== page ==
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hot potato and expectation. it's not just bank reserves. >> all i'll say, how about lower marginal tax rate reform for individuals and businesses? how about regulatory reform and how about incentives for entrepreneurship which is what i think really creates jobs? all right? a long time ago somebody taught me the fed can produce money but it can't produce jobs. we'll leave it there. andrew, appreciate it. very well argued out. up next on "kudlow," the dow and s&p r0rding new highs once again today. can anything stop the new market? is this the janet yellen new market fresh off her testimony? that's when we come back on "the kudlow report."
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welcome back to "the kudlow report." i'm seema mody. the market closing for a high for the 37th time this year. nasdaq gaining seven points and getting ever so close to 4,000. investors cheered janet yellen signals to continue quantitative easing and stock specific action, walmart higher despite third quarter profits one cent above profits but revenue fell short of street consensus. and cisco took a beating today. and predicted drop for revenue in the second quarter because of
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weak demand and emerging markets and the biggest loser on the s & p market. >> what could possibly disrail this bull? our great pal jon najarian, co-founder of "option monster." thank you, jon. i want to try this out with you. i know -- i don't know whether you're a bull or a bear. i've got to catch you. >> more bull than bear. >> here's, i think, what would kill the market is if economic growth was fo4 or 5 or 6% out o the blue. in other words, not a recession or a double dip but if it just blows the lid off the economy in which case liquidity would be absorbed from the economy, liquidity would be absorbed from the stock market and the fed
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with genuinely tighten. that's my theory. since i don't believe we're going to have a 4 or 5% growth, i'm a bull. >> i'm a bull, too. i think that would be better for the american people. >> right. >> not as good for the stock market, i agree with you 100%. but we're not seeing anything of the sort nor are we seeing our trading partners, europe just cutting their interest rates last week, taking them -- cutting them in half, if you will. i know it's only half an interest point but when you're getting down to these levels and they still have that 12% unemployment that jim was talking about, you've got a real problem and that along with the fact that we're not creating jobs at the pace that we shared, larry, that means that janet yellen is going to continue to do what she told the senate she would do and that is not taper and keep quantitative easing. >> in the '80s and '90s, you had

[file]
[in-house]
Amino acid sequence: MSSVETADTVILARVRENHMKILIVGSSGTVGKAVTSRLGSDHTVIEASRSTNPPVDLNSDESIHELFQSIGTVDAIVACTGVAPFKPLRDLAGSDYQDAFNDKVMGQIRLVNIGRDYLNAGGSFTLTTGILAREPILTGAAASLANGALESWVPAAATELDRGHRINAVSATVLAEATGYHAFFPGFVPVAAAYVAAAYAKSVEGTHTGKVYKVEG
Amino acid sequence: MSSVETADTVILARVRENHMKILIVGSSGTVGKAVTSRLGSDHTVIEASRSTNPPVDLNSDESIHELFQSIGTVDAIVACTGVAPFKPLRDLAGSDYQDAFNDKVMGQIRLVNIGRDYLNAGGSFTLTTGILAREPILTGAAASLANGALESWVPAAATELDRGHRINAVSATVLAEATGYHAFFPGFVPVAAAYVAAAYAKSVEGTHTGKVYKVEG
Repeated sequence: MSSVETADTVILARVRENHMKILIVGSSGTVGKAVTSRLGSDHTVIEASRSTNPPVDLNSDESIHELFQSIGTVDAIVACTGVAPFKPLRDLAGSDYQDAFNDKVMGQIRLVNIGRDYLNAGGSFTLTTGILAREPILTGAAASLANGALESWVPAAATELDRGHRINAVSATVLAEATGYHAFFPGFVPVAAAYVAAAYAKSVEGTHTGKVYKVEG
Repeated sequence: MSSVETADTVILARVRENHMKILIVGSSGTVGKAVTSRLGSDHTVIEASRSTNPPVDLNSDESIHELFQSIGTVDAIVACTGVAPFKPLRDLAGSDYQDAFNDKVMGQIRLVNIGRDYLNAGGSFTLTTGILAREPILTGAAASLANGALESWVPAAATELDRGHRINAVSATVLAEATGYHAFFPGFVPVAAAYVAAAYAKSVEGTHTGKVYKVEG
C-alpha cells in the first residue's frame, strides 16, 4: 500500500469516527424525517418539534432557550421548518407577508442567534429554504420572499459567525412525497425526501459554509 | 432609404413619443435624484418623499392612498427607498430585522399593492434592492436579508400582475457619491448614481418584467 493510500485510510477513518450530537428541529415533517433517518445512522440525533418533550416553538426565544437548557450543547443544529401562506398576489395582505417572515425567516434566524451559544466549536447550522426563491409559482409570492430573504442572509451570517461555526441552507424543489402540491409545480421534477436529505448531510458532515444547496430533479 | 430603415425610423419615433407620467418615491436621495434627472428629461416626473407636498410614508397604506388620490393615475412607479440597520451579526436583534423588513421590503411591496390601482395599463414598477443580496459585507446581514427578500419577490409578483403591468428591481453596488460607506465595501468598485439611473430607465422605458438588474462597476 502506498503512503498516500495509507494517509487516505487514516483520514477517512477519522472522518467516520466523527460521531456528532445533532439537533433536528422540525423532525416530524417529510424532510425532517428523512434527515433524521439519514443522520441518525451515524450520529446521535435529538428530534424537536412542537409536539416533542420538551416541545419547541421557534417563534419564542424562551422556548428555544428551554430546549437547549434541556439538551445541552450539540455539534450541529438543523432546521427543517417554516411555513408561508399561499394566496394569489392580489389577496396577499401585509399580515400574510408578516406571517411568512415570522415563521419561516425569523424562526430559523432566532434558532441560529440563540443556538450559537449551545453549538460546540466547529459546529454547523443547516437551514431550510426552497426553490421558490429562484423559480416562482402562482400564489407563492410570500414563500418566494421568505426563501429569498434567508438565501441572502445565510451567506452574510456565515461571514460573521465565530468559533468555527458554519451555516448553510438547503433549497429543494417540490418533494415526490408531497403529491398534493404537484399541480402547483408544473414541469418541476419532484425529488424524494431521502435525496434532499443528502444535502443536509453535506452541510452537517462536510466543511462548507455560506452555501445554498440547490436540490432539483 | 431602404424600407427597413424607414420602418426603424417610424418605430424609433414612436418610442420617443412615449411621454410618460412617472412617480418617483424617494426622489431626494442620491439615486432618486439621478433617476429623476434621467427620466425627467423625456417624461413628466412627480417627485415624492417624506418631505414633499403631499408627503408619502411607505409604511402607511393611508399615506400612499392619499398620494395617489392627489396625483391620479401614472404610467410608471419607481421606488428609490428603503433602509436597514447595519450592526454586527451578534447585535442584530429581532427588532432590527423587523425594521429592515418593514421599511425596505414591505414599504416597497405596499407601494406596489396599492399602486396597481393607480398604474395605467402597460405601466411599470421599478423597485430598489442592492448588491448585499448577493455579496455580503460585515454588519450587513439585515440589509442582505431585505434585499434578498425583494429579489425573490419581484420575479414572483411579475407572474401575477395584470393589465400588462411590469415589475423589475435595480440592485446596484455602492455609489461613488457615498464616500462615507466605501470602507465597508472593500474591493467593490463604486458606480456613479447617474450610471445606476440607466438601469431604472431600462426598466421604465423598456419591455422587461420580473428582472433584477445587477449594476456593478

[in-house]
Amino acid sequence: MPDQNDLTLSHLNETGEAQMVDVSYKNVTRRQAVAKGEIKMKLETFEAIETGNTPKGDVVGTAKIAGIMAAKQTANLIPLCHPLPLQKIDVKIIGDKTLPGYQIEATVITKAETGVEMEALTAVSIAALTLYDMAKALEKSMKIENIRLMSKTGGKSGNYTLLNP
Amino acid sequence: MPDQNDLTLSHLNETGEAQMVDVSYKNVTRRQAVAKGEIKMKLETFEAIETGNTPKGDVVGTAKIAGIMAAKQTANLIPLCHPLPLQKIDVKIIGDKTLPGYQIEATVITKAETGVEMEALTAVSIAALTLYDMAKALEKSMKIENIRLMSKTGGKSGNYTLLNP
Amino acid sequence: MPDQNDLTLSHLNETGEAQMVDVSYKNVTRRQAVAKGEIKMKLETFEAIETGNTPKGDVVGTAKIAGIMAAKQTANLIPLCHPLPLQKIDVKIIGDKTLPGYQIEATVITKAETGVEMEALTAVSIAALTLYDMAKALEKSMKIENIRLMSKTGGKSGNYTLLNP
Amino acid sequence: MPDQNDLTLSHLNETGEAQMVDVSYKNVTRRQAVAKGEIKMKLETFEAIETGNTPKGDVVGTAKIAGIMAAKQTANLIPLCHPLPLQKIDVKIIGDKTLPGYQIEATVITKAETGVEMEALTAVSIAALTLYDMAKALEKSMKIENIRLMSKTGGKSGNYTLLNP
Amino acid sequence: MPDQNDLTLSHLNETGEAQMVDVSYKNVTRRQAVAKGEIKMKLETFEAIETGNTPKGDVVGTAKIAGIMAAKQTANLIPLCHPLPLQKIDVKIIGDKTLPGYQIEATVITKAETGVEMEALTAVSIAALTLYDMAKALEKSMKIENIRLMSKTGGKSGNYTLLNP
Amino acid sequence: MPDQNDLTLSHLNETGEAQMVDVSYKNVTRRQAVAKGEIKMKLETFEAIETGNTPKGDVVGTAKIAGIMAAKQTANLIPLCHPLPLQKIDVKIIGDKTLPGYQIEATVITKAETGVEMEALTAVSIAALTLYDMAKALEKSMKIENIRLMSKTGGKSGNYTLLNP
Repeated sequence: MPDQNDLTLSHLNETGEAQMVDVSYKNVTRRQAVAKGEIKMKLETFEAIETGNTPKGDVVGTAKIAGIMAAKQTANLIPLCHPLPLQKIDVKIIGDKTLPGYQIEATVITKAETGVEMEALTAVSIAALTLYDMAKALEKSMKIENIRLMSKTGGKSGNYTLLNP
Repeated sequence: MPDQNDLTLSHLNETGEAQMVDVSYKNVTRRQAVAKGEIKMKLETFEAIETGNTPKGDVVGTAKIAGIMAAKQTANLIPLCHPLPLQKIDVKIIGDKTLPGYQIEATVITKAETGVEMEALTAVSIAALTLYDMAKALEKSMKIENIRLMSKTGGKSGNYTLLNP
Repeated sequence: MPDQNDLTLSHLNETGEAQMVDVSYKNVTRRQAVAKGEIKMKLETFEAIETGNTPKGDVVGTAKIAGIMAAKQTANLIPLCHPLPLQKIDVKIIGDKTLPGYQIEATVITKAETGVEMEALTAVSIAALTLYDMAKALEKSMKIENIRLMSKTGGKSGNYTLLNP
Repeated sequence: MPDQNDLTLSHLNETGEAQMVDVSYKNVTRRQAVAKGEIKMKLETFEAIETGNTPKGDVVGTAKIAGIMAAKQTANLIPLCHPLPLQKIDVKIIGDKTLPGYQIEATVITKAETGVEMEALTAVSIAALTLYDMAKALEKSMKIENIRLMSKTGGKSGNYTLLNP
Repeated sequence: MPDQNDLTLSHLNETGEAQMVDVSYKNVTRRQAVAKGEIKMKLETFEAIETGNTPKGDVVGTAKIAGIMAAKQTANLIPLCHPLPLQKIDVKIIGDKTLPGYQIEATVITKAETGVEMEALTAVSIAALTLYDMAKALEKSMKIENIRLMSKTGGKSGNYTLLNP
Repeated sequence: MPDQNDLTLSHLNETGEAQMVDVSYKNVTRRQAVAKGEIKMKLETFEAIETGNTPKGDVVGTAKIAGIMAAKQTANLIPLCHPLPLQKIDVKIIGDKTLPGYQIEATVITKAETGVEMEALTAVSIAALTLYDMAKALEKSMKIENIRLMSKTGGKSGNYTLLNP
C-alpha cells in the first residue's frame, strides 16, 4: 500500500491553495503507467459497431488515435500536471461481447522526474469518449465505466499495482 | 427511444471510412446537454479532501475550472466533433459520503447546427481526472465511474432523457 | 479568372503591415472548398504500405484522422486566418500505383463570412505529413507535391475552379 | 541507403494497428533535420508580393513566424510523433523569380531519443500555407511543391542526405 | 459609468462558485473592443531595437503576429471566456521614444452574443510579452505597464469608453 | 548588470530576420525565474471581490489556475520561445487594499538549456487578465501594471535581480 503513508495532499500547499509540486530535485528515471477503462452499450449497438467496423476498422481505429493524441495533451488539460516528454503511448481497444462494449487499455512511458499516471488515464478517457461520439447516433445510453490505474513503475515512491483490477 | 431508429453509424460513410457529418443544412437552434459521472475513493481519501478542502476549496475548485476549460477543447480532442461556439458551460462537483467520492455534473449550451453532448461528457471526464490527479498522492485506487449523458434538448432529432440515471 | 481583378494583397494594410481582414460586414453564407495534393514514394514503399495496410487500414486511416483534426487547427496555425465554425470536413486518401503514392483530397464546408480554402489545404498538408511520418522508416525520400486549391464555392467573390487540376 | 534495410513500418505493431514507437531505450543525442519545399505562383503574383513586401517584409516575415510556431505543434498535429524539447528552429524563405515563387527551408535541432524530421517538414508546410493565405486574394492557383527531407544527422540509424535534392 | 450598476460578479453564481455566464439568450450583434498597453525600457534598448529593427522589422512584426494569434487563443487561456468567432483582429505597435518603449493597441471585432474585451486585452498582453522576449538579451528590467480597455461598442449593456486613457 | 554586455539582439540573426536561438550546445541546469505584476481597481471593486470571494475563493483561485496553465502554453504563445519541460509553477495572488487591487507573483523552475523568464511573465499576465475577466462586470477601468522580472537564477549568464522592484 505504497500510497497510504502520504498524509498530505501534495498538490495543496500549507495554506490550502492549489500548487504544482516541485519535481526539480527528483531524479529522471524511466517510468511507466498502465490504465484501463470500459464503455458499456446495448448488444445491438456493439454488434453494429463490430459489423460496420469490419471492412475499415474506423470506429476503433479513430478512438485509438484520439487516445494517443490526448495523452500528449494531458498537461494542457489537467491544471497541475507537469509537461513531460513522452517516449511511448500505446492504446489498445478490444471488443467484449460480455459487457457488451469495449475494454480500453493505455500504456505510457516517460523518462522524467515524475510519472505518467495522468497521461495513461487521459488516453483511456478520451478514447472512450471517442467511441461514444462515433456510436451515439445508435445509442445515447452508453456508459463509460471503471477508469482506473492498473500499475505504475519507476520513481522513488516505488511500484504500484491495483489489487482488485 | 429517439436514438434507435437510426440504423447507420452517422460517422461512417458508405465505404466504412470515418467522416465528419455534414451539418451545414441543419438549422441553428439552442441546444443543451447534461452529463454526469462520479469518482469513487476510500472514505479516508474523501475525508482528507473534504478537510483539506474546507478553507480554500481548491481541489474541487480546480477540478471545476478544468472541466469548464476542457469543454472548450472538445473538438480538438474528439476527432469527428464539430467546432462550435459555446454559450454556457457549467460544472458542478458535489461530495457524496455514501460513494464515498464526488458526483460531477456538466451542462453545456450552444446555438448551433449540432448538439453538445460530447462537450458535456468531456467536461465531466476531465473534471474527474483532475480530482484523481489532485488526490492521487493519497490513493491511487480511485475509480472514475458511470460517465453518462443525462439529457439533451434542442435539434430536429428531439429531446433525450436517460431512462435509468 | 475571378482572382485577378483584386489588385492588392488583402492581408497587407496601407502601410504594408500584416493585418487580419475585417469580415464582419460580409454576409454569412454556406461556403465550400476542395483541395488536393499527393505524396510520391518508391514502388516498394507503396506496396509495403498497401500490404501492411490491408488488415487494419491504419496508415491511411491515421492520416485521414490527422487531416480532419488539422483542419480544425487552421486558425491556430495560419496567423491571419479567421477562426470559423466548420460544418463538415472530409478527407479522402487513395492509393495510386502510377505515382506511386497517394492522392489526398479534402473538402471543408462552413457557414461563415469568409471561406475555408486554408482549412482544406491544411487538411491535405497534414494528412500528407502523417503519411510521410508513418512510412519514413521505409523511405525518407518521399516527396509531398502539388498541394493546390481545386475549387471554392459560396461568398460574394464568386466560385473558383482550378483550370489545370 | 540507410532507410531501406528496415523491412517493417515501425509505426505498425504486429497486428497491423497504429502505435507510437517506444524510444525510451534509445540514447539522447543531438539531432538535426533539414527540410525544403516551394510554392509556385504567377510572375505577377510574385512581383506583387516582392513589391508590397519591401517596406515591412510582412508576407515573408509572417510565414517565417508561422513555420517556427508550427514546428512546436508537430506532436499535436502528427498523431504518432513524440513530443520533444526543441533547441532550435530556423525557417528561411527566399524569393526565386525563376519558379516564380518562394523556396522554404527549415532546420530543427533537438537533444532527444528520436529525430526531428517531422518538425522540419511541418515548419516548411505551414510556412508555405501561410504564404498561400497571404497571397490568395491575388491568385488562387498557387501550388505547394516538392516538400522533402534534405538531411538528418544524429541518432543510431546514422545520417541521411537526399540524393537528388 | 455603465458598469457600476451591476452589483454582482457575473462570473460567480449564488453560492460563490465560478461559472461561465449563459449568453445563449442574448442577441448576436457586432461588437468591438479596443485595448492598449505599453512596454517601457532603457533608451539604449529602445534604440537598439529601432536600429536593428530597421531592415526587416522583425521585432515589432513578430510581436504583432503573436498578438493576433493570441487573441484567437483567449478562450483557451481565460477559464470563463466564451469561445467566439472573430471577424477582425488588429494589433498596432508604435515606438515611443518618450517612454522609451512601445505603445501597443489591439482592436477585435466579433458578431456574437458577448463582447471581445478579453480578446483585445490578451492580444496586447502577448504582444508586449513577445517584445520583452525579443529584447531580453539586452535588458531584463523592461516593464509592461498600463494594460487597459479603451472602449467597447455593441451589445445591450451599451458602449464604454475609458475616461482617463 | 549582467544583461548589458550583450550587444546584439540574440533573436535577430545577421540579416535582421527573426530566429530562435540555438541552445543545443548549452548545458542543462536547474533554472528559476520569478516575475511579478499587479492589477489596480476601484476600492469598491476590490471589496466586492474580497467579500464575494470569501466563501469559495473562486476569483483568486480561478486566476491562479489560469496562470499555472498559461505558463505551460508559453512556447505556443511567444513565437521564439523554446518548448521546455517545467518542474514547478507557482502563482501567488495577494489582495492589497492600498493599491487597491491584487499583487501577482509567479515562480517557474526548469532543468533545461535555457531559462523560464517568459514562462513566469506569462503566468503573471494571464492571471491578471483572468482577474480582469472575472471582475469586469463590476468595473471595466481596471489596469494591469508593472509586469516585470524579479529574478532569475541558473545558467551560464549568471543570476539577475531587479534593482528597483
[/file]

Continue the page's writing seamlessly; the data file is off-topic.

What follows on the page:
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3% growth. it was wonderful. supply taxes and lower regulations and the federal reserve basically kept the inflation down. volcker got it down. gold was pretty even keeled during that time. i'm not against growth. i'm all for growth. but i'm saying, doug, if there was a shock to the market right now it would come in the form of faster growth. that's all i'm saying in the short run. your take? >> i agree with you what you said before. first of all, qe is not a sustainable policy, like you said. cutting corporate income taxes, some pro-growth economic policies. we need to take the time to grow the economy with good policies. qe is not sustainable. but i kind of don't agree with you. i think you need to look at what is going on in the emerging markets. there is growth 5, 6, 7% and that's where u.s. corporate
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profits are getting their growth. so it's not too far away. and i think the fed risks being behind the curve if they continue this qe for too long. it's okay right now but they are really testing the limits of qe and they are in a dangerous time because i think high growth is right around the corner. i think it's a global expansion. >> and i have to add corporate profits to the mix. without corporate profits we wouldn't have gotten this kind of stock market. jon, i'm for growth. i love grove. supply side growth, we had it in the '80s and '90s. i'm just say beining, if someons me what could go wrong in in the short run? much better action and i'll give you the last word real quick being jon. >> again, i'd take that in spades, larry. i'd love to see us taper soon other. i just don't think any of the
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evidence out there is what is going to drive -- >> thank you, gentlemen. jon najarian, never have enough time. you are both great. that's for watching again, folks. i love growth. if you're looking for shocks in the short run, stronger growth and change in the fed will probably do it. anyway, i'm larry kudlow. give me lower tax rates every time and we will see you tomorrow night.